Vietnam’s wild grass straws

Reach for a grass straw the next time you plan to have a drink. (Photo courtesy of Zero Waste Saigon)

The mounting plastic crisis is being met with the reactive waves of worldwide bans on single-use plastic bags and straws in many countries especially at supermarkets and food establishments. Every year there are eight million tons of plastic dumped into the ocean, with straws making up four percent of plastic trash. Plastic trash is harmful to aquatic animals and the United Nations (UN) estimates that by 2050, there could be more plastic than fish in our oceans. 

By 2025, the projected share of global mismanaged plastic waste puts the ASEAN region as the leading culprit, with Indonesia contributing to at least 10 percent of the global total.

This projection can be avoided since the ASEAN region is now more aware of the plastic crisis. Malaysia has issued a permanent ban on the import of plastic waste, while Vietnam and Thailand have banned the issuance of licences for the import of plastic waste. Just recently the Philippines sent back tonnes of plastic waste back to Canada. 

The straw ban

While the damage plastic straws do to marine life and the environment is devastating, the use of plastic straws should not be entirely banned. There are many people who depend on straws for a variety of reasons, leaving them the option of using alternatives like reusable or biodegradable straw. 

Yet for some, the plastic straw ban is more than just an inconvenience. At hospitals, patients who cannot consume liquids use plastic straws as a drinking tube. The invention of straws allows people with disabilities the freedom of doing things by themselves. Unfortunate for them, there are still no viable alternatives that work for people with disabilities. The main concern of eco-friendly straws is their inability to bend and be positioned like plastic straws. 

Plastic straws are still essential for people with a wide range of disabilities. Able-bodied people on the other hand do not have a valid excuse not to use reusable straws. A replacement is necessary and many have stepped up to provide options for this growing demand. Currently straws can be made of metal, bamboo, glass, silicone, acrylic, paper and even pasta.

Sustainable materials have long been used to make straws but a recent ingenious solution from a young Vietnamese entrepreneur is making waves. His straws are made from wild grass.

Zero-waste option 

Tran Minh Tien from Vietnam has found a zero-waste alternative to sustainable plastic straws. His straws are made from grey sedge grass of the species Lepironia Articulata. Locally known as “co bang”, the grass grows around the Mekong Delta region in south-western Vietnam.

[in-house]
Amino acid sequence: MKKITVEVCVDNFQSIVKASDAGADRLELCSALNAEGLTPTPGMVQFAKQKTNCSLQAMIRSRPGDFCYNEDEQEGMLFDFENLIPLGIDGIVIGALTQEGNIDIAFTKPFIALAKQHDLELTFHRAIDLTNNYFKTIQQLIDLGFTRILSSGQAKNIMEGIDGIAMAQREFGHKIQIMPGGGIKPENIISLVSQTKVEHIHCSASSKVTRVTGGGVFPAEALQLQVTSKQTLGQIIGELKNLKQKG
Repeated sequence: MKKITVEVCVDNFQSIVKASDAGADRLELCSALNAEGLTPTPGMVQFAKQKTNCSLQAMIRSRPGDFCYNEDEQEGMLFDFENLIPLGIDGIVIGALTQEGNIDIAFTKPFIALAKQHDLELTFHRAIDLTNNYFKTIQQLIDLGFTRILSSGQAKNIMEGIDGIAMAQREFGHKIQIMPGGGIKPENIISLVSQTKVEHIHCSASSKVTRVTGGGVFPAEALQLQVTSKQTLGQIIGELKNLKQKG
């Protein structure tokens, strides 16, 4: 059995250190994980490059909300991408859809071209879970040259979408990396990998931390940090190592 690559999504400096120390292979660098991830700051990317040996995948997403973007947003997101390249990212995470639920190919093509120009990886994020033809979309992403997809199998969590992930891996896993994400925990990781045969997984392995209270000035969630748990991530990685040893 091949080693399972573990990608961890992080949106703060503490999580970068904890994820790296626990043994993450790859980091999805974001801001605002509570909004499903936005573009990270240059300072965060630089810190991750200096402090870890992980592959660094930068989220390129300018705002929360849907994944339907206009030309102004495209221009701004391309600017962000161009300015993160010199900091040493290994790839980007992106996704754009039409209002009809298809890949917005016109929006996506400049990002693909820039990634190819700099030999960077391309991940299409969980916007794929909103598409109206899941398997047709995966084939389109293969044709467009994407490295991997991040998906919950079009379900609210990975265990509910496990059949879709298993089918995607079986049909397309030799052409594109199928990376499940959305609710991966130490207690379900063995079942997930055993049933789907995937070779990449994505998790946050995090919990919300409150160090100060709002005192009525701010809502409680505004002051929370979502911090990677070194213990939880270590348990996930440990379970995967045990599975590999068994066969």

Tran set up his company, Ong Hut Co, with the intention of protecting the environment by reducing the use of plastic straws. Hand-crafted by a group of women residing in Duc Hue, at Long An province, sedge grass has a hollow stem, making it perfect for use as a natural straw. 

Ditch plastic straws
Source: Various

The fresh grass straws can be used after it has been cleaned and cut into approximately 20-centimetre lengths. An iron rod is then used to clean the hollow stem.

These straws are then sold in a bundle, wrapped in banana leaves and can be stored for up to two weeks. They must be kept in airtight bags and refrigerated. To make these fresh straws last longer, Tran suggests boiling the straws with some salt, then letting them dry before storing in a cool dry place. However, for a longer shelf life of six months, the straws are dried under the sun for two to three days and later, baked in an oven. 

Naturally organic, the straws are edible and can be also used to clean teeth and gums. They are of course free of chemicals and preservatives, compostable and affordable. Sold in bundles of 100, a single dried straw costs US$0.04 while a fresh one is US$0.02. The straws are currently sold in Vietnam.

Another Vietnam based company selling straws made out of grass is Zero Waste Saigon who began looking into sustainable materials, after they were taken aback when they saw monkeys in the forest eating plastic bags. The company was started by Julia Mesner and Michael Burdge. 

People are now more conscious of the environment and are choosing biodegradable straws and paper bags as alternatives when shopping or eating out. The introduction of grass straws into the larger market is not only advantageous for Vietnam’s economy, it is also great for the environment. 

Related articles:

ASEAN’s poor plastic waste record

Will ASEAN get serious about plastic waste?

Global recycling in chaos